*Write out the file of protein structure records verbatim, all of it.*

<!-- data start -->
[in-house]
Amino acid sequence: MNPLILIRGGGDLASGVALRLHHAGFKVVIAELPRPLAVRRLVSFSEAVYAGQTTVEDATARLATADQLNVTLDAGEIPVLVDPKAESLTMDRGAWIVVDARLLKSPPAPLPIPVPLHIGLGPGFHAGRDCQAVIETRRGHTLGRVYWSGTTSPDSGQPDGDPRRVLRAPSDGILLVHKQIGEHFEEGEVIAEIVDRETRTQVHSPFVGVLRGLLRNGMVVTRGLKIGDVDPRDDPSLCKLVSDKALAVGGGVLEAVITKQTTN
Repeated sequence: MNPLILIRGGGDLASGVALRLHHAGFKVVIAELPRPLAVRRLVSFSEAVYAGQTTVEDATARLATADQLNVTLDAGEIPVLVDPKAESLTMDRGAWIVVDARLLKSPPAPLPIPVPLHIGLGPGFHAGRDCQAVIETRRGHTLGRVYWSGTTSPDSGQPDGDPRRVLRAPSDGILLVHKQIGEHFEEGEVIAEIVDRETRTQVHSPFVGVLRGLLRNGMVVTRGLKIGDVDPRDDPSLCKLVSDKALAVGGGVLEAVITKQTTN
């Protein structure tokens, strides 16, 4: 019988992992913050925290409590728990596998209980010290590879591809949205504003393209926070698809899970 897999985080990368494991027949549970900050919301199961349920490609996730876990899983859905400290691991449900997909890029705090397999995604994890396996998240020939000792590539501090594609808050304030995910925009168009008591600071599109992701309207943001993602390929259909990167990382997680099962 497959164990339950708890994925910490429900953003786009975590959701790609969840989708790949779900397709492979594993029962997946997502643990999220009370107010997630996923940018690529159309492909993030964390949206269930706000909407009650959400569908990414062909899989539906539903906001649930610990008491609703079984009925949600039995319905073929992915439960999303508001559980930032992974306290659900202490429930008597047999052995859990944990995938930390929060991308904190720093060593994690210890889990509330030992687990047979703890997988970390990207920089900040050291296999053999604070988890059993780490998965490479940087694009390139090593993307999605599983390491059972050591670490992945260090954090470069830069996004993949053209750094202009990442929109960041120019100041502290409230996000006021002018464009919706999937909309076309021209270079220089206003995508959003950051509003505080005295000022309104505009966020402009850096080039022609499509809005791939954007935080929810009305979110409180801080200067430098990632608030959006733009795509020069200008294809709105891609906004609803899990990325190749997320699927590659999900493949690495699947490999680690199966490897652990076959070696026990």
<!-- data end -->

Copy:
[in-house]
Amino acid sequence: MNPLILIRGGGDLASGVALRLHHAGFKVVIAELPRPLAVRRLVSFSEAVYAGQTTVEDATARLATADQLNVTLDAGEIPVLVDPKAESLTMDRGAWIVVDARLLKSPPAPLPIPVPLHIGLGPGFHAGRDCQAVIETRRGHTLGRVYWSGTTSPDSGQPDGDPRRVLRAPSDGILLVHKQIGEHFEEGEVIAEIVDRETRTQVHSPFVGVLRGLLRNGMVVTRGLKIGDVDPRDDPSLCKLVSDKALAVGGGVLEAVITKQTTN
Repeated sequence: MNPLILIRGGGDLASGVALRLHHAGFKVVIAELPRPLAVRRLVSFSEAVYAGQTTVEDATARLATADQLNVTLDAGEIPVLVDPKAESLTMDRGAWIVVDARLLKSPPAPLPIPVPLHIGLGPGFHAGRDCQAVIETRRGHTLGRVYWSGTTSPDSGQPDGDPRRVLRAPSDGILLVHKQIGEHFEEGEVIAEIVDRETRTQVHSPFVGVLRGLLRNGMVVTRGLKIGDVDPRDDPSLCKLVSDKALAVGGGVLEAVITKQTTN
């Protein structure tokens, strides 16, 4: 019988992992913050925290409590728990596998209980010290590879591809949205504003393209926070698809899970 897999985080990368494991027949549970900050919301199961349920490609996730876990899983859905400290691991449900997909890029705090397999995604994890396996998240020939000792590539501090594609808050304030995910925009168009008591600071599109992701309207943001993602390929259909990167990382997680099962 497959164990339950708890994925910490429900953003786009975590959701790609969840989708790949779900397709492979594993029962997946997502643990999220009370107010997630996923940018690529159309492909993030964390949206269930706000909407009650959400569908990414062909899989539906539903906001649930610990008491609703079984009925949600039995319905073929992915439960999303508001559980930032992974306290659900202490429930008597047999052995859990944990995938930390929060991308904190720093060593994690210890889990509330030992687990047979703890997988970390990207920089900040050291296999053999604070988890059993780490998965490479940087694009390139090593993307999605599983390491059972050591670490992945260090954090470069830069996004993949053209750094202009990442929109960041120019100041502290409230996000006021002018464009919706999937909309076309021209270079220089206003995508959003950051509003505080005295000022309104505009966020402009850096080039022609499509809005791939954007935080929810009305979110409180801080200067430098990632608030959006733009795509020069200008294809709105891609906004609803899990990325190749997320699927590659999900493949690495699947490999680690199966490897652990076959070696026990």